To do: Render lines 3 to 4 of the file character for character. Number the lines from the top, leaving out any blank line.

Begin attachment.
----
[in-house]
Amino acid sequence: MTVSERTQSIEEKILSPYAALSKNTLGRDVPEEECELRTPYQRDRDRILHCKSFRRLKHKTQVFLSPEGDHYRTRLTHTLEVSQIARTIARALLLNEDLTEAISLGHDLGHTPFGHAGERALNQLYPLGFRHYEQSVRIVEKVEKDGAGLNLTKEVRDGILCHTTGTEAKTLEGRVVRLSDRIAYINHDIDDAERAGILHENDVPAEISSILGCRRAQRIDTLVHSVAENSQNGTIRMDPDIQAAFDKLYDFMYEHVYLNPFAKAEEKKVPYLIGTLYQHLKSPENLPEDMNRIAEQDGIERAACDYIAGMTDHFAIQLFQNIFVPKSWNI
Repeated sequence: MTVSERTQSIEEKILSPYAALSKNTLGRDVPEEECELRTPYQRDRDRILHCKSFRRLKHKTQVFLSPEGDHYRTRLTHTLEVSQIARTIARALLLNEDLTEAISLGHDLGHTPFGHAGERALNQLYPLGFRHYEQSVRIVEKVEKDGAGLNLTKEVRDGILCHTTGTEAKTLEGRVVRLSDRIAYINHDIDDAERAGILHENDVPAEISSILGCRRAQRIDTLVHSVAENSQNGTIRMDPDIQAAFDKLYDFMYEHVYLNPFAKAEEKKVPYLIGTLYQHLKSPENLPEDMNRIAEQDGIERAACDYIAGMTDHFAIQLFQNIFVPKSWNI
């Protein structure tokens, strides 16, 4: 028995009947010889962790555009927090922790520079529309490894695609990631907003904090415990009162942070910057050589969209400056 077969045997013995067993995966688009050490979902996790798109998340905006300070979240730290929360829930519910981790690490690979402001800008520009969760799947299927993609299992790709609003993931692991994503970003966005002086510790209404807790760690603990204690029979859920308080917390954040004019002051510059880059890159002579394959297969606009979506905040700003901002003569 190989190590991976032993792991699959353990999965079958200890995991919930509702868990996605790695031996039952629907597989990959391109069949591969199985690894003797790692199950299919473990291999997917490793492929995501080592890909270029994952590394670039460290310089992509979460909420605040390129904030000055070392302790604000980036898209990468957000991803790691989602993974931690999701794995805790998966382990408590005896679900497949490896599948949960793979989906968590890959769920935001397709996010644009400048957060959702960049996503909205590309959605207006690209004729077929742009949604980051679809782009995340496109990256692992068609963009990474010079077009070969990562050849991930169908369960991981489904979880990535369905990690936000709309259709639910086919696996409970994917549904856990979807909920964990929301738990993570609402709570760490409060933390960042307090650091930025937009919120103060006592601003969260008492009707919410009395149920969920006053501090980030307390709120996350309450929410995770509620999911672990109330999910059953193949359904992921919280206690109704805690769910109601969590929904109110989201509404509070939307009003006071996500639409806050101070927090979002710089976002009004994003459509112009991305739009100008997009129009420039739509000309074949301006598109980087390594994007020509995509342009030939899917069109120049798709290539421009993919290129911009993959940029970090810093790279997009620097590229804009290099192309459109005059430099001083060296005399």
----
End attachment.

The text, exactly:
Repeated sequence: MTVSERTQSIEEKILSPYAALSKNTLGRDVPEEECELRTPYQRDRDRILHCKSFRRLKHKTQVFLSPEGDHYRTRLTHTLEVSQIARTIARALLLNEDLTEAISLGHDLGHTPFGHAGERALNQLYPLGFRHYEQSVRIVEKVEKDGAGLNLTKEVRDGILCHTTGTEAKTLEGRVVRLSDRIAYINHDIDDAERAGILHENDVPAEISSILGCRRAQRIDTLVHSVAENSQNGTIRMDPDIQAAFDKLYDFMYEHVYLNPFAKAEEKKVPYLIGTLYQHLKSPENLPEDMNRIAEQDGIERAACDYIAGMTDHFAIQLFQNIFVPKSWNI
């Protein structure tokens, strides 16, 4: 028995009947010889962790555009927090922790520079529309490894695609990631907003904090415990009162942070910057050589969209400056 077969045997013995067993995966688009050490979902996790798109998340905006300070979240730290929360829930519910981790690490690979402001800008520009969760799947299927993609299992790709609003993931692991994503970003966005002086510790209404807790760690603990204690029979859920308080917390954040004019002051510059880059890159002579394959297969606009979506905040700003901002003569 190989190590991976032993792991699959353990999965079958200890995991919930509702868990996605790695031996039952629907597989990959391109069949591969199985690894003797790692199950299919473990291999997917490793492929995501080592890909270029994952590394670039460290310089992509979460909420605040390129904030000055070392302790604000980036898209990468957000991803790691989602993974931690999701794995805790998966382990408590005896679900497949490896599948949960793979989906968590890959769920935001397709996010644009400048957060959702960049996503909205590309959605207006690209004729077929742009949604980051679809782009995340496109990256692992068609963009990474010079077009070969990562050849991930169908369960991981489904979880990535369905990690936000709309259709639910086919696996409970994917549904856990979807909920964990929301738990993570609402709570760490409060933390960042307090650091930025937009919120103060006592601003969260008492009707919410009395149920969920006053501090980030307390709120996350309450929410995770509620999911672990109330999910059953193949359904992921919280206690109704805690769910109601969590929904109110989201509404509070939307009003006071996500639409806050101070927090979002710089976002009004994003459509112009991305739009100008997009129009420039739509000309074949301006598109980087390594994007020509995509342009030939899917069109120049798709290539421009993919290129911009993959940029970090810093790279997009620097590229804009290099192309459109005059430099001083060296005399």